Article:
Kansas Snapshots by Gloria Freeland - Oct. 1, 2010
Nature's dream solutions
I often listen to National Public Radio's "Morning Edition" on my way to work. Last week, one of the segments was about how scientists are studying oysters - for their adhesive power, not their culinary appeal. Frankly, I've never found them that appealing, although husband Art enjoys downing a dozen when we go out to eat.
But I was intrigued when Jonathan Wilker, the Purdue University chemist being interviewed, mentioned that oysters build extensive reef structures that can be miles long. To study how this was accomplished, he grew them in his lab. Once they had bonded together, he cut them apart to see what was making them stick. He discovered that the oysters use a small amount of protein for their "cement," but the majority of the material is calcium carbonate - the main component of chalk.
Wilker said it may be possible to make something similar for mending broken bones. Most glues need to dry after being applied, but something like the oyster cement might be applicable as a wet-setting surgical glue, replacing the metal pins and screws currently used to repair shattered bones.
Wilker also is interested in finding out how to develop a material that oysters can't stick to. This would be particularly useful for ship owners who don't want oysters and barnacles stuck on the sides of their vessels.
The oyster cement segment made me think of a "CBS News Sunday Morning" report I saw several months ago. It focused on the work of the Biomimicry Institute, a not-for-profit organization. Biomimicry - from bios, meaning life, and mimesis, meaning to imitate - is a discipline that studies nature's best ideas and then imitates these designs and processes to solve human problems.
The Biomimicry Institute, founded in 2005 by science writer and consultant Janine Benyus, doesn't conduct its own research, but serves as a resource for those who do.
According to the institute's website, "the core idea is that nature ... has already solved many of the problems we are grappling with. Animals, plants, and microbes ... have found what works, what is appropriate, and most important, what lasts here on Earth. ... after 3.8 billion years of research and development, failures are fossils, and what surrounds us is the secret to survival."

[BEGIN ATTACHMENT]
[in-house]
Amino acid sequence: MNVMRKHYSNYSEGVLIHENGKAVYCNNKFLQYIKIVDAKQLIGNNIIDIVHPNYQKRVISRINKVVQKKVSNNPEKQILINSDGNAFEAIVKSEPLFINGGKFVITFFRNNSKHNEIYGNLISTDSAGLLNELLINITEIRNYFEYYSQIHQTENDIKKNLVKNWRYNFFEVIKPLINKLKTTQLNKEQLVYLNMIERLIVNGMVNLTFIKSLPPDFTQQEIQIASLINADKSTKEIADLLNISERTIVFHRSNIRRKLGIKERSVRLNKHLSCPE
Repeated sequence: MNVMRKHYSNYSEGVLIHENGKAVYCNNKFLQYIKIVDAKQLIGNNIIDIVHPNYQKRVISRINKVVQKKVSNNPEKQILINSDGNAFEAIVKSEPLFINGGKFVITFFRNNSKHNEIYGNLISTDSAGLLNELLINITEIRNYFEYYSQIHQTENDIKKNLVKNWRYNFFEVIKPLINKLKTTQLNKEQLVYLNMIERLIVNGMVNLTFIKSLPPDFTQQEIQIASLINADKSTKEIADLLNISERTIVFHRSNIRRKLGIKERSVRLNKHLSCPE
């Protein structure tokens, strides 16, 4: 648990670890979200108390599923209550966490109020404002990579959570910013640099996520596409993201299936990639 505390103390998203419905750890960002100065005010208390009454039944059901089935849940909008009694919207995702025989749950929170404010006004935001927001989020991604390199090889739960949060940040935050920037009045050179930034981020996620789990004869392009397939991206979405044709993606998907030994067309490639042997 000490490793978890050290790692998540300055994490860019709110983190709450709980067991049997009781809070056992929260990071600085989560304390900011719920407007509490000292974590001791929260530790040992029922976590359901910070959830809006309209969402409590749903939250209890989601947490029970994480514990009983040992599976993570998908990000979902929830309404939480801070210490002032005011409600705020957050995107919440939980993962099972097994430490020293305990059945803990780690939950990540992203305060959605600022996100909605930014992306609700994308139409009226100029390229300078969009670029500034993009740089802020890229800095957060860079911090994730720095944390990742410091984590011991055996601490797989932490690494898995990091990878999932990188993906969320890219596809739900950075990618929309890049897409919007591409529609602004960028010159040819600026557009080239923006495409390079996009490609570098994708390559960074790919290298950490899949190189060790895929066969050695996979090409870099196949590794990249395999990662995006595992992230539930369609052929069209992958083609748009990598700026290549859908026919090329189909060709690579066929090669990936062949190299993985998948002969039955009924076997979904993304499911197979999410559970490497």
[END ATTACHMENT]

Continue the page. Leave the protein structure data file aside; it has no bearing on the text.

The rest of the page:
Examples of people mimicking nature to solve real-world problems abound:
*George de Mestral, a Swiss electrical engineer, was inspired after a hunting trip by the way burrs from burdock plants stuck to his dog. This led to him inventing Velcro in the 1940s - that amazing fastener that makes children's shoes so easy to put on and take off?
*Using a wind tunnel, researchers have found that the flipper of the humpback whale is a more efficient wing design than the current model used on airplanes.
*Inspired by termites, designers in Harare, Zimbabwe - where temperatures can range between 104 degrees during the day and 35 at night - built the passively-cooled Eastgate Center. The center maintains a relatively constant temperature - just like the tunnels and vents found in African termite mounds.
My favorite biomimicry research involves what NASA learned from studying the lotus leaf. Its engineers wanted to produce a coating that would prevent particles from sticking to surfaces of space equipment. They discovered that dust particles don't adhere to the leaf because of the many small spikes on its surface.
The leaf's rough surface produces another useful effect. When the leaf comes in contact with water, it collects whatever dust was able to cling to the surface. But the small surface spikes also cause the water to bead and so it rolls off, taking the dust with it. Scientists have mimicked this to create paints, glass and textiles that self-clean.
Dust-repellent surfaces, so no more dusting?
Self-cleaning windows, so no more ladders, buckets and paper towels?
Self-cleaning textiles, so no more laundry?
While science has never been my forte, I have a hunch these are dream solutions every homeowner can relate to. I know I can!